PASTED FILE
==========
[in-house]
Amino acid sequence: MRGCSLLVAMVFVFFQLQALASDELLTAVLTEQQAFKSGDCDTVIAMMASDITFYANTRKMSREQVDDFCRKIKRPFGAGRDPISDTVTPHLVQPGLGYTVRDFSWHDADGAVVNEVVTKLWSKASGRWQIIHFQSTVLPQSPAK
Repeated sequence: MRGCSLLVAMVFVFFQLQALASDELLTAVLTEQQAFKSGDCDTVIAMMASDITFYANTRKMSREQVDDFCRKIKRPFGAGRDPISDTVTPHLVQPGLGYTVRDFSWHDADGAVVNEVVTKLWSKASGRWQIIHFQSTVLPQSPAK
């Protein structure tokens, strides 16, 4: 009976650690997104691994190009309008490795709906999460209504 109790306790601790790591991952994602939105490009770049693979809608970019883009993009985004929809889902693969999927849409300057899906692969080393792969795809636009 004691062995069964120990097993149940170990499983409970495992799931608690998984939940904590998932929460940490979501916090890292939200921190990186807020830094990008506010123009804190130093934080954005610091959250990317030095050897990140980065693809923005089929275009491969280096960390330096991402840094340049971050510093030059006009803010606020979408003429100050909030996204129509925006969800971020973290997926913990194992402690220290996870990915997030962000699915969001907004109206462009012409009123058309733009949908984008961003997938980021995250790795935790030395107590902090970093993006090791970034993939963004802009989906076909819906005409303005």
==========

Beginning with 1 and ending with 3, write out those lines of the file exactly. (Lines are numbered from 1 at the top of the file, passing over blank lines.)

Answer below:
[in-house]
Amino acid sequence: MRGCSLLVAMVFVFFQLQALASDELLTAVLTEQQAFKSGDCDTVIAMMASDITFYANTRKMSREQVDDFCRKIKRPFGAGRDPISDTVTPHLVQPGLGYTVRDFSWHDADGAVVNEVVTKLWSKASGRWQIIHFQSTVLPQSPAK
Repeated sequence: MRGCSLLVAMVFVFFQLQALASDELLTAVLTEQQAFKSGDCDTVIAMMASDITFYANTRKMSREQVDDFCRKIKRPFGAGRDPISDTVTPHLVQPGLGYTVRDFSWHDADGAVVNEVVTKLWSKASGRWQIIHFQSTVLPQSPAK